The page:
“I look for John Proctor that took me from my sleep and put knowledge in my heart. You loved me, John Proctor, and whatever sin it is, you love me yet!
In Act 1 of The Crucible, Abigail alludes to her past relationship with Proctor, who is now desperately trying to put the incident behind him. While the brief affair between John and Abigail, a servant in his household, is not dramatised in the play, this is a crucial starting point as a back story, in the adaptation for this narrative ballet.
Written in 1953, Arthur Miller used the Salem witch-hunt of 1692, when the Puritan community confront mass persecution of the innocent, as a parable of McCarthyism, the anti-communist House of Un-American Activities Hearings.
Choreographer Helen Pickett has taken the essential themes of the play, the rebellious pursuit of human desire in contrast to the fear of evil of the religious doctrine in the rigid theocratic society of Salem. The claustrophobic atmosphere of this tight knit town is quickly captured through the sonorous sound of bells, soft lighting casts shifting shadows on the sign of the Cross.
As a free spirited teenager, Abigail uses her seductive charm to form a dangerous liaison with John Proctor. Their pas de deux expresses the tenderness and exuberant passion of their illicit adultery, beautifully echoed in the music to reflect the eloquence of embrace.
Appearing as the innocent victim, Abigail becomes the vindictive antagonist in this love triangle, with John caught in the middle between her and his wife Elizabeth, who is humiliated when she learns the truth of his sinful behaviour.
Abigail’s refusal to believe that their affair is over and her desire for revenge, drive the action of the story. In the darkness of the forest, Abigail, Tituba, Betty and friends join together in a Pagan tribal dance to invoke the spirits with uninhibited abandon to the point of hysteria, with the ritualistic score driving the momentum of this hypnotic, 17th century Rave. When rumours of witchcraft spread, the congregation gathers together, kneeling, praying, wailing in despair, their arms stretched up to the heavens to exorcise the devil.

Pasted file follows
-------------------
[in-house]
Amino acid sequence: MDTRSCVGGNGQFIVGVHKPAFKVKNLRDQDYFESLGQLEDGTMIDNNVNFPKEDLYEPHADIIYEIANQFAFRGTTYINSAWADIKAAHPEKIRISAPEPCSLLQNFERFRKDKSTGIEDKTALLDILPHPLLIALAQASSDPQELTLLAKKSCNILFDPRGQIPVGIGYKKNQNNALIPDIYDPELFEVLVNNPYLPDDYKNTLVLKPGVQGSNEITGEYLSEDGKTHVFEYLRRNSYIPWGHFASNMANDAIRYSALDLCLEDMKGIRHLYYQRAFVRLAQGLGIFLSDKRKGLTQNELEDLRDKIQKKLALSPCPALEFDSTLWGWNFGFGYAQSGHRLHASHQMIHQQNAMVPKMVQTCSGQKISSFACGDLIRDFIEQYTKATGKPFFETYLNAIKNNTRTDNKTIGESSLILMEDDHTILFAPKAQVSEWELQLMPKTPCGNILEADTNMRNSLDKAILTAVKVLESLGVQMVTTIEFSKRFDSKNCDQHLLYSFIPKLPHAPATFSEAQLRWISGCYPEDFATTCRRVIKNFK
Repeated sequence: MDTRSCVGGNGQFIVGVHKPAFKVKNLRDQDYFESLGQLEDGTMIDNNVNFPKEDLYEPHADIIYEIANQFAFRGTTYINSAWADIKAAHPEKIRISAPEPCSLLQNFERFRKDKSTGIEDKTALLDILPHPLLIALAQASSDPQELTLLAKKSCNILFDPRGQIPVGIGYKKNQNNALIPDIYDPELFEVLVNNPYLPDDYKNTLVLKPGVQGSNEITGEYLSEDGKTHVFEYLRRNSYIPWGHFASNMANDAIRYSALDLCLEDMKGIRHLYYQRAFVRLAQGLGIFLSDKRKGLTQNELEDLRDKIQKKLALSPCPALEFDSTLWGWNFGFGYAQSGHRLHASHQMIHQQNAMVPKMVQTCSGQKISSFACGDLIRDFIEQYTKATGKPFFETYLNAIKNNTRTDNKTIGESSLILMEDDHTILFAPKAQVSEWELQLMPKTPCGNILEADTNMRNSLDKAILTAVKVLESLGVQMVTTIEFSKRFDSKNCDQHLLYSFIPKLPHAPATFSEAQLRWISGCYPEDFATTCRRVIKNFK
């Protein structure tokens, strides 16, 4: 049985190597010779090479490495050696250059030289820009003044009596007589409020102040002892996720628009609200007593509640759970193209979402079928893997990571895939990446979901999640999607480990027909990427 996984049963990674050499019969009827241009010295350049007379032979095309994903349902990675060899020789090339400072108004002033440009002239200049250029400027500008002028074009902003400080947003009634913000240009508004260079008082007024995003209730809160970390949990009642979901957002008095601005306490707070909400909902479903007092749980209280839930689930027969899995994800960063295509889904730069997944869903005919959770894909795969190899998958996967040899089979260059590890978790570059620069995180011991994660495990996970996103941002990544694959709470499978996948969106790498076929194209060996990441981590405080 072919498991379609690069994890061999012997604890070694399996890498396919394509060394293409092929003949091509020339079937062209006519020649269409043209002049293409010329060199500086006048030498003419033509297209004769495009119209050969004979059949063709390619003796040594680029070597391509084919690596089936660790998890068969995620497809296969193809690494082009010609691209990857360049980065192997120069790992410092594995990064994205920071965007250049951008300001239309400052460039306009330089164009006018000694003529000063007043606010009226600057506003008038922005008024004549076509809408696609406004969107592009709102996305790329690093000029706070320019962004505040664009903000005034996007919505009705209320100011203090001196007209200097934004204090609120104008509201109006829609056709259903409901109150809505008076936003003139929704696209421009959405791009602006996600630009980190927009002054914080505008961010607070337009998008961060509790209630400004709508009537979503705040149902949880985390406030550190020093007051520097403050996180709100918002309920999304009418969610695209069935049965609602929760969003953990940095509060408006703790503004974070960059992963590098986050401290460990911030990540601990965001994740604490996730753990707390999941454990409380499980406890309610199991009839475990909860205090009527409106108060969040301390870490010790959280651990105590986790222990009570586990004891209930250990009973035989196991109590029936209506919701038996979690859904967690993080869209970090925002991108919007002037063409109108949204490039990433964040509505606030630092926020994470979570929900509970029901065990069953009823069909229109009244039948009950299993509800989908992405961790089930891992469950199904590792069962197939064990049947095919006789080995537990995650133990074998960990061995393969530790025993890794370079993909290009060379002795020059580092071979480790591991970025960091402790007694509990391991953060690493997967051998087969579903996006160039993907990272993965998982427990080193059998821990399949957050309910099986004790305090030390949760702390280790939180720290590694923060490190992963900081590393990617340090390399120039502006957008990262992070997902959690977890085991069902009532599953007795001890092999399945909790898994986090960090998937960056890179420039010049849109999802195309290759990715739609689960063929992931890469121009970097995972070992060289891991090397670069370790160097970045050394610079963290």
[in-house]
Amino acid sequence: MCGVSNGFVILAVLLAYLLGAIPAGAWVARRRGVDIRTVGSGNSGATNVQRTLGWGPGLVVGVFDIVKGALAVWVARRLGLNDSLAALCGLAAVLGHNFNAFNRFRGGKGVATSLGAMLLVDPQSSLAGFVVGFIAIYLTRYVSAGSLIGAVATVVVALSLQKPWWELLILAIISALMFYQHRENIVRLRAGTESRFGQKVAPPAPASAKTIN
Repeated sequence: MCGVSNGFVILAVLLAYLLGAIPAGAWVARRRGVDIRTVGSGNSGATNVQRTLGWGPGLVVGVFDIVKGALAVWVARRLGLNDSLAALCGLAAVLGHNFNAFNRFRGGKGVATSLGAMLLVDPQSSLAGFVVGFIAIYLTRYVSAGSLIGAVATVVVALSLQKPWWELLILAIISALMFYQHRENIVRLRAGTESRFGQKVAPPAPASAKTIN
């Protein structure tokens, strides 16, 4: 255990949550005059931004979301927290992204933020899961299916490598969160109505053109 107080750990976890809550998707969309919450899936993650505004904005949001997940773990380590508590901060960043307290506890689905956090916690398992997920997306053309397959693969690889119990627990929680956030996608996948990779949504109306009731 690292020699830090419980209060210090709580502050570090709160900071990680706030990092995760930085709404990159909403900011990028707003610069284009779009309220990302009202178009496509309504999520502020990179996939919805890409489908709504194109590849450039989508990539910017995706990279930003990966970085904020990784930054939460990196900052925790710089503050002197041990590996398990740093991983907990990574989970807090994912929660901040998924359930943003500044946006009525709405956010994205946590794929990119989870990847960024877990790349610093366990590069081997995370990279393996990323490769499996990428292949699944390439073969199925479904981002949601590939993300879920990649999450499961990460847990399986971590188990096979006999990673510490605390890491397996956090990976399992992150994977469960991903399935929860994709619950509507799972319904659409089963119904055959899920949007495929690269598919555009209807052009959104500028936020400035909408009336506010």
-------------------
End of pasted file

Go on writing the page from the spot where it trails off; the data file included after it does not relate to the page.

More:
The self-righteous church leaders and pious people generate a fearful frenzy of gossip, lies, distrust and vindictive accusations. The stark setting and sombre costumes illustrate this insular community, the Puritan uniformity of white collared black gowns of the ministers and court officials, and the repressed women in plain dresses and bonnets.
Peter Salem is renowned for his soundtracks for TV drama (Call the Midwife, Cider with Rosie), theatre and ballet, most significantly, “A Streetcar Named Desire” for Scottish Ballet. This score perfectly integrates every step of the movement from slow, poignant melody and country dance jigs to an electrifying beat to evoke the shifting mood and dramatic tension.
As an indictment of religious fundamentalism, this vivid re-imagining of “The Crucible” is a timely reflection on the growing intolerance spreading through world politics, society, personal values and faith.
Without Miller’s text, the narrative is clearly related through Pickett’s sensual, richly emotional language of choreography in this wild, whirlwind of a performance, showing off the synchronised precision and dynamic energy of the vivacious Scottish Ballet ensemble.
Theatre Royal, Glasgow, 25 - 28 September, 2019
His Majesty's, Aberdeen, 3 - 5 October, 2019
Eden Court, Inverness, 9 - 10 October, 2019
Festival Theatre, Edinburgh, 17 - 18 October, 2019